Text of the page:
It is important to that you listen to your body and experiment with different practices to find which best suit you and your schedule. Some practices that yield benefits for one person may not feel quite right to another.
But remember, many practices, like yoga and deep breathing, require time and consistent practice before we are able to experience the entirety of their benefits. So be patient!
See below a list of practices that traditionally help people destress.
- Yoga can be great for both the mind and the body. Stress can cause a great deal of tension to build-up in our muscles and joints, and yoga is a great way to loosen them up. Yoga also allows our minds to enter a “flow state,” which psychologist Mihály Csíkszentmihályi defines as an “optimal state of consciousness where we feel our best and perform our best.”
In addition, if you don’t want to commit to a yoga studio (they can be quite expensive), there are a vast number of instructional videos online that can be accessed for free. Yoga with Adriene is among the most popular and is great for both beginners and advanced yogis!
- Meditation is often misunderstood. To meditate does not necessarily mean sitting on the ground in silence with your eyes closed (Although this may be appealing to some people). Rather, there are many other things that can be meditative. For instance, a quiet trail walk, listening to your favorite band, or painting a picture can all be meditative. If you’re not sure where to start, I would suggest trying a meditation application for your smart phone, like Headspace, or a reliable online meditation video.
- Breathing Exercises. There’s a reason why breathing exercises are included in elite military training – they work. The right exercises, like Box Breathing and Alternate Nostril Breathing, can be incredibly effective in lowering cortisol levels and, as a result, help calm both mind and body. Check out phone applications like Saagara’s Pranayama Universal Breathing or the online instructional videos in the hyperlinks above to help get you started.
- Reading allows our mind to escape and our physical bodies to relax. It also doesn’t have the negative effects of blue light that comes with watching television, playing with our smart phones, or staring at our laptops. Not only does blue light dry our eyes, but it increases our cortisol levels and stimulates our brains.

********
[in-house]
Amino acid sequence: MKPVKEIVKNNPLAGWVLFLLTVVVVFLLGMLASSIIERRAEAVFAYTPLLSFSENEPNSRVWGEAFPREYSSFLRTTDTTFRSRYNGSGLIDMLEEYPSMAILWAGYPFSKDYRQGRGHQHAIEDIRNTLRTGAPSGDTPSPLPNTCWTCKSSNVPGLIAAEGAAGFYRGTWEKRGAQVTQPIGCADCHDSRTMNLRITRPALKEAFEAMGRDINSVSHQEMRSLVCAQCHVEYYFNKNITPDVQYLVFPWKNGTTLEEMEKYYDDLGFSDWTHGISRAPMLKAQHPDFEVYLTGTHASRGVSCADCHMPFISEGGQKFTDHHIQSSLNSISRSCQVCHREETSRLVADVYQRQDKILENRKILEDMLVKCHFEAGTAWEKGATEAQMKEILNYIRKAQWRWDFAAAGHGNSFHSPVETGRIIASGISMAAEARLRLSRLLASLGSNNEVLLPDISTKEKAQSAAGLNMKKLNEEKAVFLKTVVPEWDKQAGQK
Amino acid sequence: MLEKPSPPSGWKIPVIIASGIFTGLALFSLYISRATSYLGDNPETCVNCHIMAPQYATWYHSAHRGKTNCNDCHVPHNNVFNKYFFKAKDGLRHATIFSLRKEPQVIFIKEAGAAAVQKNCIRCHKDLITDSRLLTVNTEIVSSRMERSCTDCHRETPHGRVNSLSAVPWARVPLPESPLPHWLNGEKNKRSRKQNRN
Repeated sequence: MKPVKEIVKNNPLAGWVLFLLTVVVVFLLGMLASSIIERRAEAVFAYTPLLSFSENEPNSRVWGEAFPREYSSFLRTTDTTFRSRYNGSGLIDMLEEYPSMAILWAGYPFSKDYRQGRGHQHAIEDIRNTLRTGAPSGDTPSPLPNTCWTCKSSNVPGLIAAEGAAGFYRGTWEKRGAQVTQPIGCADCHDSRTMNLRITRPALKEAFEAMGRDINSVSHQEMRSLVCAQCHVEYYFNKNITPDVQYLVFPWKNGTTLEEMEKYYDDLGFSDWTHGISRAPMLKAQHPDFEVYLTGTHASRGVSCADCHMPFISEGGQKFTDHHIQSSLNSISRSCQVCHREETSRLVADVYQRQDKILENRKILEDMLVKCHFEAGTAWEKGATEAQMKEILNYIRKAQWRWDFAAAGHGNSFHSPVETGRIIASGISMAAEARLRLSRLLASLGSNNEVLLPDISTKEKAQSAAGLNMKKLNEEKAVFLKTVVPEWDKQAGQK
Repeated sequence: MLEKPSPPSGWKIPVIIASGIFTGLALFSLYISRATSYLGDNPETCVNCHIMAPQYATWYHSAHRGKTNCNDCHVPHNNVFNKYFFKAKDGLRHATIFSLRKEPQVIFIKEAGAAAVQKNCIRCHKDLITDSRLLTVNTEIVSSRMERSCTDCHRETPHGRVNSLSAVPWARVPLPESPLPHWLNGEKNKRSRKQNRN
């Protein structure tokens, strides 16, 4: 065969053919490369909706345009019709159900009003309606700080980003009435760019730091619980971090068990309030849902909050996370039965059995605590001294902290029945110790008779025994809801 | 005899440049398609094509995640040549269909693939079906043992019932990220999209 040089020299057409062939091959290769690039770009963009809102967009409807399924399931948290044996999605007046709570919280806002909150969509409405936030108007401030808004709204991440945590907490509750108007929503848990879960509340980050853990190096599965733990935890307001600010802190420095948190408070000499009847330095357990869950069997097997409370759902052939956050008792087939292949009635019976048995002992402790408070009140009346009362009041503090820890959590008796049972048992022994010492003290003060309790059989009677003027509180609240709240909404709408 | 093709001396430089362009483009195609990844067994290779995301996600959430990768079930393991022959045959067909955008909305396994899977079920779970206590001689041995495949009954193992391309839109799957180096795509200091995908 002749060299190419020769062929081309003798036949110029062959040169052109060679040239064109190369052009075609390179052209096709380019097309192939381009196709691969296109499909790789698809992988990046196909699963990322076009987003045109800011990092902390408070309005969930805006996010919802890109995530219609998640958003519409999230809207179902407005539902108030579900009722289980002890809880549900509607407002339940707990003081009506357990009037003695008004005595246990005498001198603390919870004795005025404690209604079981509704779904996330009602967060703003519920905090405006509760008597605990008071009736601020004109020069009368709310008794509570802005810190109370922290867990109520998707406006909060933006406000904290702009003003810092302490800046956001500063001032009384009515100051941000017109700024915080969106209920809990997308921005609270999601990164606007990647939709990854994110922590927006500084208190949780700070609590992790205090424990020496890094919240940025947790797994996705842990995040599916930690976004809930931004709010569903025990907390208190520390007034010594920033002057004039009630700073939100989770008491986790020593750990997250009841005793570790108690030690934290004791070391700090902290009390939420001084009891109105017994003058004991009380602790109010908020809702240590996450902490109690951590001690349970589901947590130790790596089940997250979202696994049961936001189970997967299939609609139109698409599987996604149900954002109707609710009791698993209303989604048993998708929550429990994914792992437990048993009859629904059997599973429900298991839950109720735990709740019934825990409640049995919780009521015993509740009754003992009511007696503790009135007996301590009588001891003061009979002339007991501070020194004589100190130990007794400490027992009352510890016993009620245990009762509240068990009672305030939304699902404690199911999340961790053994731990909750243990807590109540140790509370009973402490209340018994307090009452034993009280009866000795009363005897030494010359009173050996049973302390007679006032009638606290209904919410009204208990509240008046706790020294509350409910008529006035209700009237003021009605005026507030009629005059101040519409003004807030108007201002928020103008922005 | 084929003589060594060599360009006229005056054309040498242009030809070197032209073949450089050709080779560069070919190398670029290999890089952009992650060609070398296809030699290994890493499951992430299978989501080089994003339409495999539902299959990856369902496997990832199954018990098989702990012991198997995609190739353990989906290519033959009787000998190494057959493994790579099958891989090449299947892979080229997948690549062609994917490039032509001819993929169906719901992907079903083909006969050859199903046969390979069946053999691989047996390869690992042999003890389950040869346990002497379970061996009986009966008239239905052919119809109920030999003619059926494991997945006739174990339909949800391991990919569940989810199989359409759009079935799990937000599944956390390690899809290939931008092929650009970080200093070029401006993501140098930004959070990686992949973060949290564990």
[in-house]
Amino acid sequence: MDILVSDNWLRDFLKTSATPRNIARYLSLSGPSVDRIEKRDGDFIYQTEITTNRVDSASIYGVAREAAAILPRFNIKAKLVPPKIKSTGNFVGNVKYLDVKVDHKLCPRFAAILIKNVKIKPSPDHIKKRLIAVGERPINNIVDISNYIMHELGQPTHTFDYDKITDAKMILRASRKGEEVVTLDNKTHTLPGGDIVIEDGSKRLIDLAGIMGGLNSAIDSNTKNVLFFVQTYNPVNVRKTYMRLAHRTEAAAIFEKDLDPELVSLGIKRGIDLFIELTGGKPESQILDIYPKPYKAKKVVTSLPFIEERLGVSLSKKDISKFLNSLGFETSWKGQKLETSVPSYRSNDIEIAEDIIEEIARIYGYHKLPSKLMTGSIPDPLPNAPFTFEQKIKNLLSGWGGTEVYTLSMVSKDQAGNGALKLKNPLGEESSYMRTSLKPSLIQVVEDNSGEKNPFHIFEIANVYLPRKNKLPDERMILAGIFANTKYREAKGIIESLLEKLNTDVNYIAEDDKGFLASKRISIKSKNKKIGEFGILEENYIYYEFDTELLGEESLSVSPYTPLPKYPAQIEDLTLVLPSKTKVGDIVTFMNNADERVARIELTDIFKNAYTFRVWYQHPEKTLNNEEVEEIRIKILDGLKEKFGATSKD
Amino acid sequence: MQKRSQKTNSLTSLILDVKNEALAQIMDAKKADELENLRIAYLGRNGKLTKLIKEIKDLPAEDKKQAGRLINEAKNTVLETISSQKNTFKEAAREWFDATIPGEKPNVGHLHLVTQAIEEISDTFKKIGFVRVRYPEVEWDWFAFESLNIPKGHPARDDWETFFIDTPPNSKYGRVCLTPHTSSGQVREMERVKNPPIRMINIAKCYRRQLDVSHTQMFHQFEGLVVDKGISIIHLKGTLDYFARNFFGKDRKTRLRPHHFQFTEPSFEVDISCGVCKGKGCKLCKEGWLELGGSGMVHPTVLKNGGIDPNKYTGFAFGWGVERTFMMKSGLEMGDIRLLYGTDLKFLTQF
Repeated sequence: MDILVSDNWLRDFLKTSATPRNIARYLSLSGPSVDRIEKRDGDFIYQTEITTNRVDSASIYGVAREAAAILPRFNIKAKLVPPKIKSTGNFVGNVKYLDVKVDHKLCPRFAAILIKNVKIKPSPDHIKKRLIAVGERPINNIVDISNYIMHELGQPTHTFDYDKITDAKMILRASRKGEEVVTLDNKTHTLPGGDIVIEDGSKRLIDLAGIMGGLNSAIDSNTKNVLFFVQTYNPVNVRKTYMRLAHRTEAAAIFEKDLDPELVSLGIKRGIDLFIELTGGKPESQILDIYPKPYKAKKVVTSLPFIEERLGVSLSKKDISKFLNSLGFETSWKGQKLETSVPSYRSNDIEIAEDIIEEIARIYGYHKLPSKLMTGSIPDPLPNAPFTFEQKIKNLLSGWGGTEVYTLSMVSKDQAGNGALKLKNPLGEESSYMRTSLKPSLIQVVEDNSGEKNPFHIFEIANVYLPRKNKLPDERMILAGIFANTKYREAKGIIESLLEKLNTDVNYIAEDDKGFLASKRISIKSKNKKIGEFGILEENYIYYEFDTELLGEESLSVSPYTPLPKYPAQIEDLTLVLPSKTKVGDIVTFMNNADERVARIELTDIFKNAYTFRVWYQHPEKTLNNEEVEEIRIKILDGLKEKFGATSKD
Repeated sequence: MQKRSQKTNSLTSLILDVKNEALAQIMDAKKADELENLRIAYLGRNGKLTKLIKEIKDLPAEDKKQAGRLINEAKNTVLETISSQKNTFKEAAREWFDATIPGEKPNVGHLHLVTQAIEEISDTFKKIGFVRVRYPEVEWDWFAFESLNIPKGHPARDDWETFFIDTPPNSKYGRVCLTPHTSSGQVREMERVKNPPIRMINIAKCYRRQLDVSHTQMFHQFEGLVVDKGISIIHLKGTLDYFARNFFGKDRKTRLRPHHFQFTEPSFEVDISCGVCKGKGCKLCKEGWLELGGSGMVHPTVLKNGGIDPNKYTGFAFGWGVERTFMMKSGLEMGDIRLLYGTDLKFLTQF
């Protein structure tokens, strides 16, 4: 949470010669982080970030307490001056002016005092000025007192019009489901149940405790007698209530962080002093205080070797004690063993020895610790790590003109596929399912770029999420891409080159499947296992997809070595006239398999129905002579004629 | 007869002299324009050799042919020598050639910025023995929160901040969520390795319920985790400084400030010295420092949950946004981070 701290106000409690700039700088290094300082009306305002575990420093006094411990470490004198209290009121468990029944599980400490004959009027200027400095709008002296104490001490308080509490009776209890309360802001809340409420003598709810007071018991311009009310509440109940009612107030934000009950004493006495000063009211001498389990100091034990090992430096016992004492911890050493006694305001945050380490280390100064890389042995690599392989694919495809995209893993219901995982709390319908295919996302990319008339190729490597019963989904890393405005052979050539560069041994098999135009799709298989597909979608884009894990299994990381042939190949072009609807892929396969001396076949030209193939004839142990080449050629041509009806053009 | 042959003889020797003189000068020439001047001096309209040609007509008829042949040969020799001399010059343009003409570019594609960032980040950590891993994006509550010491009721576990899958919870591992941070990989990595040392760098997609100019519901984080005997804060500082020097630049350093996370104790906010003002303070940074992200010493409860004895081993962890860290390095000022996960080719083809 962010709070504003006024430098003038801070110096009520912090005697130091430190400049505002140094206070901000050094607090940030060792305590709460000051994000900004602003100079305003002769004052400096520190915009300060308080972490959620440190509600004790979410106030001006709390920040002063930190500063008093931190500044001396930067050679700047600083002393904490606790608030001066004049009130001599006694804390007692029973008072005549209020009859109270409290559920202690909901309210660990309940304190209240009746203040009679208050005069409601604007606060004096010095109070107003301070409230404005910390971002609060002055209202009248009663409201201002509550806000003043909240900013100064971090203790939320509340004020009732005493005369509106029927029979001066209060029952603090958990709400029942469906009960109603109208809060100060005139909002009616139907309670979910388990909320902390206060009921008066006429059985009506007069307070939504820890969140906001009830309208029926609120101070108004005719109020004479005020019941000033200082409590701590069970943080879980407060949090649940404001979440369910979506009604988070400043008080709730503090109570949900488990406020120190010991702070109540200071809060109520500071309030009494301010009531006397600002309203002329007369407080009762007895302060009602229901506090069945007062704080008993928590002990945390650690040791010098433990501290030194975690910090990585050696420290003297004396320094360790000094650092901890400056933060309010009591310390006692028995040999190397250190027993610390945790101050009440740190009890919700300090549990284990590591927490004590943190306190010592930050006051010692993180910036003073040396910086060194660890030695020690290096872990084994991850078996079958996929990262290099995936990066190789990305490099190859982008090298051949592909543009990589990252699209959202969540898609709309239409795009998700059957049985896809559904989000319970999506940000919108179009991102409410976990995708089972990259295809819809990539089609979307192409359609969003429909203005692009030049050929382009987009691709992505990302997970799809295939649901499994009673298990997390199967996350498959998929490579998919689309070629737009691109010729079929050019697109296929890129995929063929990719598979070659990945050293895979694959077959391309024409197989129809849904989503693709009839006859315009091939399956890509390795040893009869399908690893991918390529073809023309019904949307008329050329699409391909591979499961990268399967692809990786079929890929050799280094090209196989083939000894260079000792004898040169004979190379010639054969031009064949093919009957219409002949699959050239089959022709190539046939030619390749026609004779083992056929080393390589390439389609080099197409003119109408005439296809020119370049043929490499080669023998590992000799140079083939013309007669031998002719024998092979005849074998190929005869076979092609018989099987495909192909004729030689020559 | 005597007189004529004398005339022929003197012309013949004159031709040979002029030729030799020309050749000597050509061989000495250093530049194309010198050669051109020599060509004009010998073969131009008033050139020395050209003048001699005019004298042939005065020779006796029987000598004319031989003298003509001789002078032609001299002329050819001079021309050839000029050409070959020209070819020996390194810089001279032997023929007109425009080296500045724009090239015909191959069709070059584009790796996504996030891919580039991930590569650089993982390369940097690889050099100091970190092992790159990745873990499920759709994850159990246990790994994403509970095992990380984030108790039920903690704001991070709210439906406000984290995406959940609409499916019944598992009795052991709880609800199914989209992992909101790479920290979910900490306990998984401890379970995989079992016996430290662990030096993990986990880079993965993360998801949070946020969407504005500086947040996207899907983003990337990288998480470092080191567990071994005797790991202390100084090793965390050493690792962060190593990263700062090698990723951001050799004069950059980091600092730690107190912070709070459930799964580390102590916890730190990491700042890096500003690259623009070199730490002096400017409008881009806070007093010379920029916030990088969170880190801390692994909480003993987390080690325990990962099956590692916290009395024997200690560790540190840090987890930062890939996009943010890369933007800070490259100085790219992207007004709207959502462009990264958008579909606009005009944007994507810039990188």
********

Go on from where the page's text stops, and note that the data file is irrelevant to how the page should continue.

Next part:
- Hobbies are a model example of individualization. We all have different hobbies that are unique to our interests and skills. For example, some people find working on a car to be relaxing, or practicing an instrument, or even cleaning! Others may find these activities boring and stressful.
Like yoga, many of our hobbies allow us to enter a flow state. As is described by Csíkszentmihályi, the mental state of flow involves “being completely involved in an activity for its own sake. The ego falls away. Time flies. Every action, movement, and thought flows inevitably from the previous one…Your whole being is involved, and your using your skills to the utmost.”
- Get Enough Quality Sleep
There is a direct correlation between inadequate sleep and perceived stress levels. According to a study published in the International Journal of Environmental Research and Public Health, we “need to sleep adequately in order to manage stress.”
When we do not get enough sleep our “stress awareness” is elevated. In fact, insufficient sleep is itself “a chronic stressor” that increases our blood pressure as well as our evening cortisol and insulin levels.
The CDC recommends that adults get at least 7 hours of sleep and that teenagers get 8-10 hours. For a complete breakdown of recommended sleep by age group, see the hyperlink provided.
For more information on the importance of sleep, see Dr. Phil Maffetone’s article “Sleep Well and Prosper.”